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Amtrak Can Be Held Liable In Pinner Rape Case

The Associated Press reports that U.S. Magistrate Judge John Johnston, of Great Falls, said that Amtrak can be held liable for damages caused when Charles Henry Pinner, of Detroit, Mich., raped a North Carolina woman as the train traveled through Roosevelt County.

Pinner was eventually found guilty of the April 2015 incident and is currently serving a 60-year prison sentence.

Amtrak initially argued that it was not liable for Pinner’s actions because they were “outside the scope of his work.”

Magistrate Johnston disagreed. He wrote that as a “common carrier” paid for its services, Amtrak had the duty under state law to “use the utmost care and diligence” in providing safe travel and is responsible for employees hired to meet that duty.

Johnston’s recommendation must be approved by U.S. District Judge Brian Morris.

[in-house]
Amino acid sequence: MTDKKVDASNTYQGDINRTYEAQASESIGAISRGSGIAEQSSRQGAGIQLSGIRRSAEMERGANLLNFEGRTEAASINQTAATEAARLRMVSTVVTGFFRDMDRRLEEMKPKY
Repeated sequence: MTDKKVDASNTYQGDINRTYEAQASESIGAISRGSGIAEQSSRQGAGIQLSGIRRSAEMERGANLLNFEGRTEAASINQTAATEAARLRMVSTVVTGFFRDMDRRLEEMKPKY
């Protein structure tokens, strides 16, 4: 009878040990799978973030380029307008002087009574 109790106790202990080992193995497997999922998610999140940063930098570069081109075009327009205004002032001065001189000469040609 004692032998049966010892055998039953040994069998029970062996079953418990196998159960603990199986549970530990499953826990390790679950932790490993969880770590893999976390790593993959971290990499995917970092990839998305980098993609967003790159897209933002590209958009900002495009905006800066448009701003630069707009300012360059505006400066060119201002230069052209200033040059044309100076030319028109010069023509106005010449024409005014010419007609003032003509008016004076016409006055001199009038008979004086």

Amtrak did not respond to the Associated Press’ request for comment.

Pinner was found guilty of sexual intercourse without consent and aggravated kidnapping. He was sentenced in 15th Judicial District Court in Wolf Point Jan. 18, 2017.

The then 60-year-old Pinner had been an Amtrak employee for 25 years at the time of the incident.

His victim was a passenger traveling on the train.

Former deputy county attorney Anna Rose Sullivan said that Pinner provided a statement to the courts which included the phrase, “I tried to provide excellent service.”

Court records indicate a settlement conference was held March 22.